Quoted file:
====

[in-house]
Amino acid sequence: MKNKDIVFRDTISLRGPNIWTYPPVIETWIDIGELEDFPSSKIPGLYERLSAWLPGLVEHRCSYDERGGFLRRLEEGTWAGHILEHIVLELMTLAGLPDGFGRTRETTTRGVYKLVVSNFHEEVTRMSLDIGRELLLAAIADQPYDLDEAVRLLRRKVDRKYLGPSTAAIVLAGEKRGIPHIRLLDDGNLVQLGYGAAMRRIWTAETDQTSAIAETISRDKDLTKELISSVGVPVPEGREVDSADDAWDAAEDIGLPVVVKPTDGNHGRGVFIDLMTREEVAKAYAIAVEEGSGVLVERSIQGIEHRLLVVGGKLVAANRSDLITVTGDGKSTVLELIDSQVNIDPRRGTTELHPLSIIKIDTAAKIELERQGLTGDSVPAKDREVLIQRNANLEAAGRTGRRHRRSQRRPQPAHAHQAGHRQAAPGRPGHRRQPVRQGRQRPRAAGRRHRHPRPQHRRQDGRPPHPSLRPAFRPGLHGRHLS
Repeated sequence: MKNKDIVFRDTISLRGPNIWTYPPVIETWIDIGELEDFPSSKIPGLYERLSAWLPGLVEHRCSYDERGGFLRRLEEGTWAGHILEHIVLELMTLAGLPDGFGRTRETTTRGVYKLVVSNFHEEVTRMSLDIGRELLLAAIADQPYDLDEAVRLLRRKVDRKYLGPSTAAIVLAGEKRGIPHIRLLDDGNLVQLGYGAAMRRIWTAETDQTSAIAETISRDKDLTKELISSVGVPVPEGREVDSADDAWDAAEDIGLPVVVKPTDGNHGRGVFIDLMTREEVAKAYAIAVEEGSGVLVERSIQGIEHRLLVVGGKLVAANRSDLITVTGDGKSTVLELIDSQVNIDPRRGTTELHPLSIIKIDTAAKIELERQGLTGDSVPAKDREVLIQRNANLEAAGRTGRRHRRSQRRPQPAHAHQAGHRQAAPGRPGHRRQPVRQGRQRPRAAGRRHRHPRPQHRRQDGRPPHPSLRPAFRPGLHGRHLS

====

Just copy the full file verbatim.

[in-house]
Amino acid sequence: MKNKDIVFRDTISLRGPNIWTYPPVIETWIDIGELEDFPSSKIPGLYERLSAWLPGLVEHRCSYDERGGFLRRLEEGTWAGHILEHIVLELMTLAGLPDGFGRTRETTTRGVYKLVVSNFHEEVTRMSLDIGRELLLAAIADQPYDLDEAVRLLRRKVDRKYLGPSTAAIVLAGEKRGIPHIRLLDDGNLVQLGYGAAMRRIWTAETDQTSAIAETISRDKDLTKELISSVGVPVPEGREVDSADDAWDAAEDIGLPVVVKPTDGNHGRGVFIDLMTREEVAKAYAIAVEEGSGVLVERSIQGIEHRLLVVGGKLVAANRSDLITVTGDGKSTVLELIDSQVNIDPRRGTTELHPLSIIKIDTAAKIELERQGLTGDSVPAKDREVLIQRNANLEAAGRTGRRHRRSQRRPQPAHAHQAGHRQAAPGRPGHRRQPVRQGRQRPRAAGRRHRHPRPQHRRQDGRPPHPSLRPAFRPGLHGRHLS
Repeated sequence: MKNKDIVFRDTISLRGPNIWTYPPVIETWIDIGELEDFPSSKIPGLYERLSAWLPGLVEHRCSYDERGGFLRRLEEGTWAGHILEHIVLELMTLAGLPDGFGRTRETTTRGVYKLVVSNFHEEVTRMSLDIGRELLLAAIADQPYDLDEAVRLLRRKVDRKYLGPSTAAIVLAGEKRGIPHIRLLDDGNLVQLGYGAAMRRIWTAETDQTSAIAETISRDKDLTKELISSVGVPVPEGREVDSADDAWDAAEDIGLPVVVKPTDGNHGRGVFIDLMTREEVAKAYAIAVEEGSGVLVERSIQGIEHRLLVVGGKLVAANRSDLITVTGDGKSTVLELIDSQVNIDPRRGTTELHPLSIIKIDTAAKIELERQGLTGDSVPAKDREVLIQRNANLEAAGRTGRRHRRSQRRPQPAHAHQAGHRQAAPGRPGHRRQPVRQGRQRPRAAGRRHRHPRPQHRRQDGRPPHPSLRPAFRPGLHGRHLS